In National Healing, author Claude Hurlbert persuasively relates nationalism to institutional racism and contends that these are both symptoms of a national ill health afflicting American higher education and found even in the field of writing studies. Teachers and scholars, even in progressive fields like composition, are unwittingly at odds with their own most liberatory purposes, he says, and he advocates consciously broadening our understanding of rhetoric and writing instruction to include rhetorical traditions of non-Western cultures.
Composition's intransigent Eurocentrism tends to support a teacher-centered, authoritarian, and hierarchical pedagogy. National Healing examines how both progressive and conservative approaches to the teaching of writing underwrite a nationalism that depends on a strict Western cultural centrism. As a consequence, American higher education lives with continuing vestiges of racism, limiting learning and relegating the cultures of some American and international students to second- or even third-class standing. Ultimately, Hurlbert advocates building curricula and pedagogies on an understanding of centrisms in the plural.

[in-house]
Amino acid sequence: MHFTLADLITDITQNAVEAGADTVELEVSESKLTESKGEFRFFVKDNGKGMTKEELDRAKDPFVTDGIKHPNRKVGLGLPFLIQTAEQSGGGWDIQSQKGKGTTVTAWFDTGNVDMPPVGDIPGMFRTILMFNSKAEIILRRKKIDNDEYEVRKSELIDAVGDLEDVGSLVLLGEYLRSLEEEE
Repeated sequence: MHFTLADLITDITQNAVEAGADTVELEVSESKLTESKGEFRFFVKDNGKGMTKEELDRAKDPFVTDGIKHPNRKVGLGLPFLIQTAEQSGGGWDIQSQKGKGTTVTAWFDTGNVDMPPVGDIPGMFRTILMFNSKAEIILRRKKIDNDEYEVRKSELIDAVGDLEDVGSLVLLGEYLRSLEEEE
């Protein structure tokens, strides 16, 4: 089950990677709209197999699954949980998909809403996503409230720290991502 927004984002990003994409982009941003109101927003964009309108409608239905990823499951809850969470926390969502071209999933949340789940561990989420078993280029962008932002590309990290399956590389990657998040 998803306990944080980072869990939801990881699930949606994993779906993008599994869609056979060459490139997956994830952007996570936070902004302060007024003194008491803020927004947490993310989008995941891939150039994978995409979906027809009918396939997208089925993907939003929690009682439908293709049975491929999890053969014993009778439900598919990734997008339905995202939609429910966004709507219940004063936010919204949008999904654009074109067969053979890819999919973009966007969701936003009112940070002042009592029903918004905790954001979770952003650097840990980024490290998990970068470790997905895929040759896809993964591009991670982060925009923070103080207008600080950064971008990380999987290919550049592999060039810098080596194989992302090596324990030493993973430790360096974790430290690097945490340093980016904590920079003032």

Hurlbert asks how the teaching of writing can help to move our world, nation, colleagues, and students toward health. Threading a personal narrative of his own experiences as a student, professor, and citizen through a wide ranging discussion of theory, pedagogy, and philosophy in the writing classroom, Hurlbert weaves a vision that moves beyond simple polemic and simplistic multiculturalism. National Healing offers a compelling new aesthetic, epistemological, and rhetorical configuration.